It's still needed to ensure the voting rights of all citizens. There were several allegations of voting violations among young voters and first time voters this past election. There's also huge influx of Spanish speaking and other non-English speaking Americans (although I agree that they all must learn the nation's language)

    April 29, 2009 03:39 pm at 3:39 pm |
  15. Mississippi Mike

    Wasn't the racial grievance lobby supposed to go away after we elected Obama? Why is this still an issue, we elected a Black guy with a muslim heritage to the highest office in the country. 1965 discrimination laws need to be struck down so we can get on with our lives.

    April 29, 2009 03:41 pm at 3:41 pm |
  16. Annette

    Contrary to some of the justices, and the fact that we have our first African American President. We need to continue to enforce the Voting Rights Act. Why, because their are States that still need policing when it comes to voting rights. We have not arrive, there is much work to do in many of these States regarding voting rights. We can't afford to turn back, regarding this important law. Keep the voting rights act alive!

    April 29, 2009 04:02 pm at 4:02 pm |
  17. jm for sc

    If oversight of these laws were no longer necessary, we would not be have this conversation. There will always be a need to have laws against discrimination because if it were not for the law, opportunities would be out of reach for many qualified people.

    The election of President Obama has nothing to do with other people being discriminated against. In reality, President Obama in not the only black man that have the qualifications to be president; there are and has always been many others.

    April 29, 2009 04:44 pm at 4:44 pm |
  18. Peter E

    I say let states have their own rights and enforcements. For their own elections. But if it's a federal election, and YOUR elected senator interferes with MY state in the Senate, then we do need federal oversight of elections. You can't just have your own local laws and elections determine somebody else's fate without them having any say in it. For FEDERAL elections we do need equal rights, equal enforcement, equal standards!

    April 29, 2009 05:02 pm at 5:02 pm |
  19. Jackie in Dallas

    I'm very familiar with this situation, and once lived not far from the area in question in Austin. I have a suggestion for the Supreme Court - opt for the temporary bailout, but send a notice to Congress that a significant rewrite of the Voting Rights Act is indicated. We need a national standard for elections; the election in 2000, and the current fiasco in Minnesota prove it. We need to protect the voting rights of all legal American voters, reduce the politicizing of the registration and the methods of voting, and guarantee that the rights of all minorities are upheld. That is best done by unambiguous language in a revised Voting Rights Act.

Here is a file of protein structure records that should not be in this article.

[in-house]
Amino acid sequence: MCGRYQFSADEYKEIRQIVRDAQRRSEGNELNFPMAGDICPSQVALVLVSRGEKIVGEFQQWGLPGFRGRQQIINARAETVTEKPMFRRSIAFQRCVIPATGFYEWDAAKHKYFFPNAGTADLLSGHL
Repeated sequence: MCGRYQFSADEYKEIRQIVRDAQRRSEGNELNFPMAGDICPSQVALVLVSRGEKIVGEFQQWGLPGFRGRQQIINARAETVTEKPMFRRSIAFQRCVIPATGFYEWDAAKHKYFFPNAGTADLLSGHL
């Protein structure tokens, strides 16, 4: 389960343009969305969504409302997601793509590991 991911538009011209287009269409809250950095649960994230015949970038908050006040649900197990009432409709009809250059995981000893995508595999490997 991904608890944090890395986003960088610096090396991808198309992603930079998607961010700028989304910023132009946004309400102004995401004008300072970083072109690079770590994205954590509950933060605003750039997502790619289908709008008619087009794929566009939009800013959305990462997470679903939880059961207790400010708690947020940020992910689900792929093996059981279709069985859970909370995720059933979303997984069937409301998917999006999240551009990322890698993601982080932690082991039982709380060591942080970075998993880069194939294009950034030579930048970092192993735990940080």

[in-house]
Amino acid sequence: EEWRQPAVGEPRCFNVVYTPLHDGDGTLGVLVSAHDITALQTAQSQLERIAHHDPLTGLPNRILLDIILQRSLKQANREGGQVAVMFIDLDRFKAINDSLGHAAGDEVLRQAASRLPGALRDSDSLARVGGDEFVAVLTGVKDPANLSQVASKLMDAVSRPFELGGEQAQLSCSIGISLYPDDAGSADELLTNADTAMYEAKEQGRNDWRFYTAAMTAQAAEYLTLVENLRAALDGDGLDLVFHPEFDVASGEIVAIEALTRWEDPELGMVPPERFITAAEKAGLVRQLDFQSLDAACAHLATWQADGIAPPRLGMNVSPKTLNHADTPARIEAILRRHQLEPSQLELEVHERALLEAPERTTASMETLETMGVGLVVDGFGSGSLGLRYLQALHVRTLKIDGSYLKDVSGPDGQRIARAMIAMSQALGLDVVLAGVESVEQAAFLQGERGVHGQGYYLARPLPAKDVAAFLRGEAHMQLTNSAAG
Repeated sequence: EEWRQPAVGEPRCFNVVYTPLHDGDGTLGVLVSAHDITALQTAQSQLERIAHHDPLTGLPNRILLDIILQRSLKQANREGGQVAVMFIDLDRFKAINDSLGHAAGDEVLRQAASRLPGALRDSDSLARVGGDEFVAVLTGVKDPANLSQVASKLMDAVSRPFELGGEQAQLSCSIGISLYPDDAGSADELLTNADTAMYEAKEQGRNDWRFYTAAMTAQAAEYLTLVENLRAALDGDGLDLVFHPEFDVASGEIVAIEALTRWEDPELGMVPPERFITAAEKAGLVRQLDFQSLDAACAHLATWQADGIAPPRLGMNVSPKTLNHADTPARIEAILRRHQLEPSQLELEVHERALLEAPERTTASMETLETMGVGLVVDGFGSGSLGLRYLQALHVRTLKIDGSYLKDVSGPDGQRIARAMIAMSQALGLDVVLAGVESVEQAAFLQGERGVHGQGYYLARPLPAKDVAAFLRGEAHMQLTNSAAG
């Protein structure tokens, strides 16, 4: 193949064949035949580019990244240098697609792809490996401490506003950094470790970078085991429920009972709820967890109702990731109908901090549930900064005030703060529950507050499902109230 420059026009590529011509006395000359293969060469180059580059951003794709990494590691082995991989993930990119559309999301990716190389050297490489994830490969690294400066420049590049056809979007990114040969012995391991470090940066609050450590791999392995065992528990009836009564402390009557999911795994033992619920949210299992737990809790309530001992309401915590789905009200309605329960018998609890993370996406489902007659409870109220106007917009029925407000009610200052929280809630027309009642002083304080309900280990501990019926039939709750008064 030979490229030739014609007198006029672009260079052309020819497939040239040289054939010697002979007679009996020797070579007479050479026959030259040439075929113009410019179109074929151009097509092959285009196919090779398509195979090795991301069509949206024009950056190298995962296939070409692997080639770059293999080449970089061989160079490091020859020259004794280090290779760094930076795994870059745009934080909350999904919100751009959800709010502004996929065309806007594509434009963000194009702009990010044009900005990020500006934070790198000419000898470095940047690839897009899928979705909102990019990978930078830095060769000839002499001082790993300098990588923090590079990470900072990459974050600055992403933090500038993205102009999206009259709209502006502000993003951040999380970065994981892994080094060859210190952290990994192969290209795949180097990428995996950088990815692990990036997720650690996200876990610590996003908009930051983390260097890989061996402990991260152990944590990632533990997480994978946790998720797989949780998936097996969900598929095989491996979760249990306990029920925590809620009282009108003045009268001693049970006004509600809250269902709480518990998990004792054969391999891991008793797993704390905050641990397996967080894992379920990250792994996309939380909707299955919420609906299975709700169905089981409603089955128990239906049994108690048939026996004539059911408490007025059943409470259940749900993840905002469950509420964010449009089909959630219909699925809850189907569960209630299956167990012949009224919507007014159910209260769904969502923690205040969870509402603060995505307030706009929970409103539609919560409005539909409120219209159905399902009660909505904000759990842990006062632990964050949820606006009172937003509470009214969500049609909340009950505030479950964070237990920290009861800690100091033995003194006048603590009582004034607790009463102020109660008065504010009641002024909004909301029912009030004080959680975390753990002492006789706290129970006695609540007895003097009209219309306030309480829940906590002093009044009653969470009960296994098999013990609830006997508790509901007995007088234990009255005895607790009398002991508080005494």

Of course, I also dream of reducing the gerrymandering (in particular, in Texas) that prevents appropriate representation by dividing segments of voting populations into different districts to dilute their votes, too. That dream will have to wait, I guess.

    April 29, 2009 05:03 pm at 5:03 pm |
  20. Glennis

    It's time to get rid ot if. It's absolutely absurd that it only applies to some states when others are not monitored. It's typical government BS.

    April 29, 2009 05:15 pm at 5:15 pm |
  21. Neil

    The Voting Right s Act needs to be rewritten. Oversight needs to be maintained but there has to be a national standard applicable to all states. We haven't made near the progress we like to think we've made. Take a look around. Things aren't getting better. In some places it's getting worse.

    April 29, 2009 05:20 pm at 5:20 pm |
  22. Luke Brown

    The Republicans are pushing this because they want to control reapportionment like they did ten years ago. This lawsuit is just a power play.

    Look at South Carolina, the GOP controlled Legislature is currently debating a number of so-called "reforms" that would undercut the participation of African Americans in the elections.

    Don't forget that the Republicans still control the judicial branch of government and their people on the Supreme Court will invent a rationale to help their people in the states affected.

    April 29, 2009 05:27 pm at 5:27 pm |